Marshall Super Lead Bias Problems

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Marshall Super Lead Bias Problems

Postby chrischarge on Tue Aug 08, 2017 8:43 pm

Gentlemen, please be gentle, it's my first time....

So i'm having some bias issues with a 1976 100w Super Lead, it belongs to a friend of mine who got it in the 90's when he played in a popular British band. Since then it's been sitting cased in an attic...
Having a look inside it's clear there have been some modifications - caps/resistors removed, old caps replaced etc. this seems to have been done in '81 (i'm guessing but it seems like the tech signed the board) - before my friend purchased it, he loved the sound of it though and, now his old band are doing some reformation shows, would like to use it again.

It powers up ok (i checked all the tubes first - EL34's - and they're all ok) but quickly red plates on all the power tubes, bias currents range between 120-140mA and this is as low as they'll adjust to!! Plate voltage is 510V so I figure you're looking at 30-35mA ideally.

Can anyone suggest what may be going on here and what best to check first? also any input as to what the mods do would be greatly appreciated.

It's great at toasting bread from across the room but it'd be sweet to get her working properly...

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Re: Marshall Super Lead Bias Problems

Postby Baron Von Machinenmann on Mon Aug 14, 2017 5:56 pm

Sounds like you have no bias supply voltage. Given the age and condition as you described (mods etc) the best advice would be to get it to a competent tech before you fry something expensive.
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Re: Marshall Super Lead Bias Problems

Postby pdf64 on Mon Aug 14, 2017 7:38 pm

chrischarge wrote:...It powers up ok (i checked all the tubes first - EL34's - and they're all ok) but quickly red plates on all the power tubes, bias currents range between 120-140mA and this is as low as they'll adjust to!! Plate voltage is 510V so I figure you're looking at 30-35mA ideally.
Can anyone suggest what may be going on here..

How did you test these tubes?
EL34 that have redplated heavily are likely damaged and unable to operate stably in this amp again (I guess it may be possible that they may work ok in some lower voltage / cathode biased amps).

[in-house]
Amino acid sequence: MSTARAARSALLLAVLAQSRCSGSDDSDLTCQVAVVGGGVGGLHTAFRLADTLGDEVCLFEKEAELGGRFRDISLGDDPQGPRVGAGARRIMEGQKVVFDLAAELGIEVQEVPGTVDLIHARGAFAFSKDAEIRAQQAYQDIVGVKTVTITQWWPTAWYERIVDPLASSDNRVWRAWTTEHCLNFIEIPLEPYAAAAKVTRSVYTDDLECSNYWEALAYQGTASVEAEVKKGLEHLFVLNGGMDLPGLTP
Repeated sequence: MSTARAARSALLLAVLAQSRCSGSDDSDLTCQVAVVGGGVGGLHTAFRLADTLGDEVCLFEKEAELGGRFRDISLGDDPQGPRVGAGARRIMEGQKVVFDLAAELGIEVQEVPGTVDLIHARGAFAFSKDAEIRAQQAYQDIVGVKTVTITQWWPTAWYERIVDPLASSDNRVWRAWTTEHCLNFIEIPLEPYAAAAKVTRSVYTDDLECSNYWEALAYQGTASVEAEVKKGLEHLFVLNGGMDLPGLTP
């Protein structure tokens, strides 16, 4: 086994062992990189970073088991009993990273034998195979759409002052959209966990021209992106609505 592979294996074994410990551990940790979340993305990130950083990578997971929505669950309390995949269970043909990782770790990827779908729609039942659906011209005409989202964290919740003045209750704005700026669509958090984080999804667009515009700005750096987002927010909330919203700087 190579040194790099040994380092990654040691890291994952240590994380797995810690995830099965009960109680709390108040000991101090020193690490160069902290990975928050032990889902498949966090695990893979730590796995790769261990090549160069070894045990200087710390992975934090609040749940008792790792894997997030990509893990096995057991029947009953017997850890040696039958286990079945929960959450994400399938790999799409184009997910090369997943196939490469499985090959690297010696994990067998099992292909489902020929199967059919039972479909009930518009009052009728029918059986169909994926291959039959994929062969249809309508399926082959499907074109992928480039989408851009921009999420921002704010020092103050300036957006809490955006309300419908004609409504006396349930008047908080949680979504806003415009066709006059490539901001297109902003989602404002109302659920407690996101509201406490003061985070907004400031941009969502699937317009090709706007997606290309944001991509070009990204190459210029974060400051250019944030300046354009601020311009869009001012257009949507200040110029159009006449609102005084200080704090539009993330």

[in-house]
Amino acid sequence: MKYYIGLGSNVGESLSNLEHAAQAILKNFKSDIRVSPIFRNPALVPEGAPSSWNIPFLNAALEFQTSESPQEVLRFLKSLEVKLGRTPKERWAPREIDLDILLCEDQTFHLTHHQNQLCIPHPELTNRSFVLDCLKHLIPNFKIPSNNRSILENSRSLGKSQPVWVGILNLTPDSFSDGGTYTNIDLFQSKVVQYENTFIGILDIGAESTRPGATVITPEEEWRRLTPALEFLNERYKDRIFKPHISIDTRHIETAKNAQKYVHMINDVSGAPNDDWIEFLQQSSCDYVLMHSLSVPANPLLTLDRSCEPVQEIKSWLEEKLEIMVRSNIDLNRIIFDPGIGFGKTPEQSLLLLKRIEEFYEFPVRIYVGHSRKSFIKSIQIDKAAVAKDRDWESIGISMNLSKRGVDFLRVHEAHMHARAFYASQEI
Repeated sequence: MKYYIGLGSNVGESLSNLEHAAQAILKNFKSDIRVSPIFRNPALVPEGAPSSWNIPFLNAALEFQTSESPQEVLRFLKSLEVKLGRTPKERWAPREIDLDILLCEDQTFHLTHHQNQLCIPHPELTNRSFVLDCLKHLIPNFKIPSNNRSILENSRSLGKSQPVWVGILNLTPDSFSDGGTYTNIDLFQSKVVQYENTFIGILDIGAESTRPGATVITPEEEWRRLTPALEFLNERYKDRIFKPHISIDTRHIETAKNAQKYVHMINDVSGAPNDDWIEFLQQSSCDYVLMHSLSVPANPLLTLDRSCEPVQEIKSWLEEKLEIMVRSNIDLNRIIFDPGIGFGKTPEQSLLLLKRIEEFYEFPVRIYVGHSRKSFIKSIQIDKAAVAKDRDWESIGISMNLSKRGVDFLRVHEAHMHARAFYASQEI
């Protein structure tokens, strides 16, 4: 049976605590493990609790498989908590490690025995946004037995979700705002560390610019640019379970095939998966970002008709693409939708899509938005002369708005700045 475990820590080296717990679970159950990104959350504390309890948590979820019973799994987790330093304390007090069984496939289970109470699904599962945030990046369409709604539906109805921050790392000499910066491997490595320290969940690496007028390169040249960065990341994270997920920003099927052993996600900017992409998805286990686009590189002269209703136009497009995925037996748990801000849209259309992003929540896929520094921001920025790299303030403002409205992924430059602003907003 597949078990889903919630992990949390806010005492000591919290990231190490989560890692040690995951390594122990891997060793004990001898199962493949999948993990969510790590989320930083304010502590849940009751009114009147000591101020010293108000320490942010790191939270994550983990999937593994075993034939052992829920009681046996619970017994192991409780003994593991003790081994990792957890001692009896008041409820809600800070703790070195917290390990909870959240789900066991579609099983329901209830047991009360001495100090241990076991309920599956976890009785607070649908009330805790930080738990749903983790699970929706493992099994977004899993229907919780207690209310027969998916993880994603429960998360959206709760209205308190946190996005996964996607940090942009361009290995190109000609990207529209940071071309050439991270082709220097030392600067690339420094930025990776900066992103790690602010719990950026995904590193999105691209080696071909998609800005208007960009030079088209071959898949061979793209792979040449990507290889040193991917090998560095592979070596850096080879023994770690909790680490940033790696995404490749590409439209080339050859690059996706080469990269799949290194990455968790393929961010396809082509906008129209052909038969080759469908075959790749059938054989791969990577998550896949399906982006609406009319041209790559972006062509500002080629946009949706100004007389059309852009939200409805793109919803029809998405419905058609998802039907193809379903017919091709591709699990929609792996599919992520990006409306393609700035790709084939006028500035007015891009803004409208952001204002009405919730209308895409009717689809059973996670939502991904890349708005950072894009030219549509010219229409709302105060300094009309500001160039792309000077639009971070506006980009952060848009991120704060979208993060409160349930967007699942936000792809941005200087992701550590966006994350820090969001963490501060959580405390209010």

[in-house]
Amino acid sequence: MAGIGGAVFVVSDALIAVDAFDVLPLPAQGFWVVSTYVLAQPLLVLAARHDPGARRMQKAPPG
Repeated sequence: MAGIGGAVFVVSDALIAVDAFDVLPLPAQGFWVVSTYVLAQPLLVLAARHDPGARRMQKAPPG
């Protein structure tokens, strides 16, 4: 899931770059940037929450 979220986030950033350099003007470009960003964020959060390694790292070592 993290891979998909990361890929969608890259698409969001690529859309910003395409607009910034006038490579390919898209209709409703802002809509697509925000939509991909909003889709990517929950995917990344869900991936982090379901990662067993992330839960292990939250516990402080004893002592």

These amps have always been fussy about their power tubes; many current production tubes may just not work ok in there.
Aiken demonstrates that they push their EL34 way beyond their limit http://www.aikenamps.com/index.php/idle-current-biasing-why-70-percent
The best thing would be to take it to a tech with a specific competency in these SLs.
These are not good amps for the inexperienced to experiment with.

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Re: Marshall Super Lead Bias Problems

Postby Sloclone100 on Fri Sep 22, 2017 6:07 pm

The tubes are probably deader than fried chicken BUT you can still test the bias. First you must troubleshoot the bias circuit. I believe one leg of the bias tap goes to goes to a 27K resistor so check that part. Next is the diode to convert the bias voltage to DC - CHECK THAT PART. Then there is what some techs call a pi circuit made up of a resistor (15k) and two capacitors with their POSITIVE SIDE TO GROUND, check those parts as well. Finally they connect to a resistor and a variable resistor, in series. These resistors are fed from the voltage divider from your power tubes.
Here, I found it: Image
Check the first resistor (47k). Then check the pot (25k). You are bound to find a problem in one of those components. If not there are other things you can do. If the first resistor (15K) is decreased, the negative grid voltage will increase thus making the tube current decrease and if the second resistor is decreased, the negative grid voltage will go down, thus making the current go up - you don't want that. I am suspecting either a faulty component or the mods that were done have thrown the bias out of whack. I would substitute a large value potentiometer (250K or 500K) for the resistor right before the bias pot. Set it for max resistance and check your bias. Move the pot down to the correct setting and remove it. Measure he pot and that is the value resistor you should use in place of the 47k resistor that is right in front of the bias pot.

Then, of course, you'll have to buy a new set of tubes.
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Re: Marshall Super Lead Bias Problems

Postby cedarchoper58 on Fri Oct 06, 2017 12:52 am

interesting I run 460V aprox on my plates and bias my EL34's at 33ma
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Re: Marshall Super Lead Bias Problems

Postby pdf64 on Tue Oct 10, 2017 8:02 am

cedarchoper58 wrote:interesting I run 460V aprox on my plates and bias my EL34's at 33ma

Can you identify when it was made?
Was it an export model with 6550?
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Re: Marshall Super Lead Bias Problems

Postby LD50 on Tue Oct 10, 2017 7:50 pm

pdf64 wrote:
cedarchoper58 wrote:interesting I run 460V aprox on my plates and bias my EL34's at 33ma

Can you identify when it was made?
Was it an export model with 6550?


It is a '68 so would run EL34s so at idle that is around 60% of max, so plenty cool enough if it is sounding good.
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Re: Marshall Super Lead Bias Problems

Postby pdf64 on Wed Oct 11, 2017 5:28 pm

It would be really useful if someone could jot down a quick overview of how the 1959 SL HT varied over the years of production :cheers:
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